Talk:Public records

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Sex offenders[edit]


I removed the following, per Wikipedia policy to avoid self-reference. This seems like the sort of thing that belongs in Wikipedia name space. Skittle 20:06, 2 April 2007 (UTC)

Public records in the scope of Wikipedia itself[edit]

This encyclopedia itself theoretically uses forms of public records in its own right, the user contributions ("contribs") log, article edit histories, and other logs. Although this publicizes pretty much every action that every user and administrator does on Wikipedia, most hold that it is necessary to catch vandalism, maintain order, and make sure that users behave, and is an inherent necessity in having an open-source, freely-editable encyclopedia.

Public Records in the US[edit]

I thought that this article deserved a section about public records in the US (particularly about the differences in accessibility by state), so I added one. Any thoughts from others? Phyrne22 20:30, 20 August 2007 (UTC)

The article seems both deficient and incorrect: There is no mention of First Amendment right to access court records to inspect and to copy, a common law right, which was re-affirmed by the US Supreme Court in Nixon v Warner Communications, Inc (1978). Access to court dockets is listed as governed by the Freedom of Information Act, where in fact it is governed by the First Amendment. —Preceding unsigned comment added by (talk) 09:19, 9 July 2010 (UTC)

Historic Perspective[edit]

The concept of public records is a key concept to democracy and the rule of law. The article in its current form does injustice to the subject. As only one example: It can be argued that absent court records as public records, the Habeas Corpus right, deemed by the late Justice Brennan as "the cornerstone" of the American Constitution, could not be practiced. It would be worthwhile to cover the origins of the concept and its evolutions as the "common law right to access court records - to inspect and to copy", and the significance of the distinct two rights - to inspect and to copy. —Preceding unsigned comment added by (talk) 09:23, 9 July 2010 (UTC)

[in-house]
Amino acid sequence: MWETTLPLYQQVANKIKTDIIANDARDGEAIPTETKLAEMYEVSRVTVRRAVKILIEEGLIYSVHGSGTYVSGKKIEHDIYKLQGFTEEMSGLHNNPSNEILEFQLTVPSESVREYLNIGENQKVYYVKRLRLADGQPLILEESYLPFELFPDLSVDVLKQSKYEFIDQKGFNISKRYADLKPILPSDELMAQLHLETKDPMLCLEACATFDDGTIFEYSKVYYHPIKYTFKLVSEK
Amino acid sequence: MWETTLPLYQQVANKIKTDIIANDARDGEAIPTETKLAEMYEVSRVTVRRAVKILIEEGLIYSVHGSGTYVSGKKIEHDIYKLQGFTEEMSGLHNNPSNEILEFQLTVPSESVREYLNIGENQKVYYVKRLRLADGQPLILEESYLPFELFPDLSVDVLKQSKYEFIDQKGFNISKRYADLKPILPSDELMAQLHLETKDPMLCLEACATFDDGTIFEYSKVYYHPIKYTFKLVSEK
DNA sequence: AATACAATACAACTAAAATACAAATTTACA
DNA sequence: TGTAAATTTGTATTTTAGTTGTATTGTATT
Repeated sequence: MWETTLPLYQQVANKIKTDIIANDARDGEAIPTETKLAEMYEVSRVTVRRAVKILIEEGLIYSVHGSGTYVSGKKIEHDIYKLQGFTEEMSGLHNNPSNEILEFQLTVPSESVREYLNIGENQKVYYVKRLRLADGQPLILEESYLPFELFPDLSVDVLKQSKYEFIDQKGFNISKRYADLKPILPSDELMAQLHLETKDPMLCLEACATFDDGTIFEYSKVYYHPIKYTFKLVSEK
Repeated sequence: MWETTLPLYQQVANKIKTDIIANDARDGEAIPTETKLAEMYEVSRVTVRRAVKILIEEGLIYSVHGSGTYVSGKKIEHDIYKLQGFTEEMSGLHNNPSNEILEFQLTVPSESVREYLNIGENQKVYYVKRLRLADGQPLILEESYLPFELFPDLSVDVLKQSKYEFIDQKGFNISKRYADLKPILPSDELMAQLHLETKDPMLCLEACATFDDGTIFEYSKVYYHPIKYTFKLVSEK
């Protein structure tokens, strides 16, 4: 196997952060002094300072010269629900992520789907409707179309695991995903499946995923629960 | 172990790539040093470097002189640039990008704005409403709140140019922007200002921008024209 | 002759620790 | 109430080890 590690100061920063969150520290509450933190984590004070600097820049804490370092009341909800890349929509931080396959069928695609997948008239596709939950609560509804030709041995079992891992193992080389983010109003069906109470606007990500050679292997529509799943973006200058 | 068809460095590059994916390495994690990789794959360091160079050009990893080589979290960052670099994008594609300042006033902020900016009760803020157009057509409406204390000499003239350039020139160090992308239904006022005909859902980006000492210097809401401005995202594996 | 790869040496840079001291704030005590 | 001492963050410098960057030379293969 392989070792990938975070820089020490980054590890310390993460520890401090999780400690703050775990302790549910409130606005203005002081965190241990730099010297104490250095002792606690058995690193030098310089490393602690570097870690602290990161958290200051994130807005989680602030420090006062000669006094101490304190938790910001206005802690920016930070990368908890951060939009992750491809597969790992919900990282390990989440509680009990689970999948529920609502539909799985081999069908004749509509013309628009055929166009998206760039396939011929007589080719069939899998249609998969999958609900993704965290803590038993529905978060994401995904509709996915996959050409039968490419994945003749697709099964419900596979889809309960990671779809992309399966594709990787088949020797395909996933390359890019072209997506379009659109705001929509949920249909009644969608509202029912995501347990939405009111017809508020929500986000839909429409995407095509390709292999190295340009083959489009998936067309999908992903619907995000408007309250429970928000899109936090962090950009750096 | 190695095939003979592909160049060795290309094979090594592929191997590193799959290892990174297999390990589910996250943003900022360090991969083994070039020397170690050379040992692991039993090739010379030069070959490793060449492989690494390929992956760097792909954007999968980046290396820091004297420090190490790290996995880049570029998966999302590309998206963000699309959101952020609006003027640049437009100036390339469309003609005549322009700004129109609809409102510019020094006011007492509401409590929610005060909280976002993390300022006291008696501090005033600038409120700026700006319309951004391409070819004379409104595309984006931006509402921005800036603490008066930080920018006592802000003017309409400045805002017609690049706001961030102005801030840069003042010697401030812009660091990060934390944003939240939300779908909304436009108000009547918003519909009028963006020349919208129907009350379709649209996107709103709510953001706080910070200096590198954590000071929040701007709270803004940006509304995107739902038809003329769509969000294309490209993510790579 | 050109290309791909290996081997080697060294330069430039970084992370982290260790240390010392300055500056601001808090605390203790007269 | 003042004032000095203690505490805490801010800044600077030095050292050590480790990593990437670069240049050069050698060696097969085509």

The definition[edit]

The definition currently given at the top of the article is way too narrow to be accurate, and I feel has been made worse by recent edits.

This makes sense as a starting point:

The California Government Code defines public records as, “…any writing containing information relating to the conduct of the public’s business prepared, owned, used or retained by any state or local agency regardless of physical form or characteristic.” For example, public records can include, but are not limited to, papers, books, maps, charts, photographs, audiotapes, videotapes, and information stored on a computer. Source.

Agreed?--Elvey (talk) 06:12, 15 January 2012 (UTC)


Neutrality of controversy sections seems questionable. Author seems to be arguing that data mining is beneficial. (talk) 13:32, 5 November 2012 (UTC)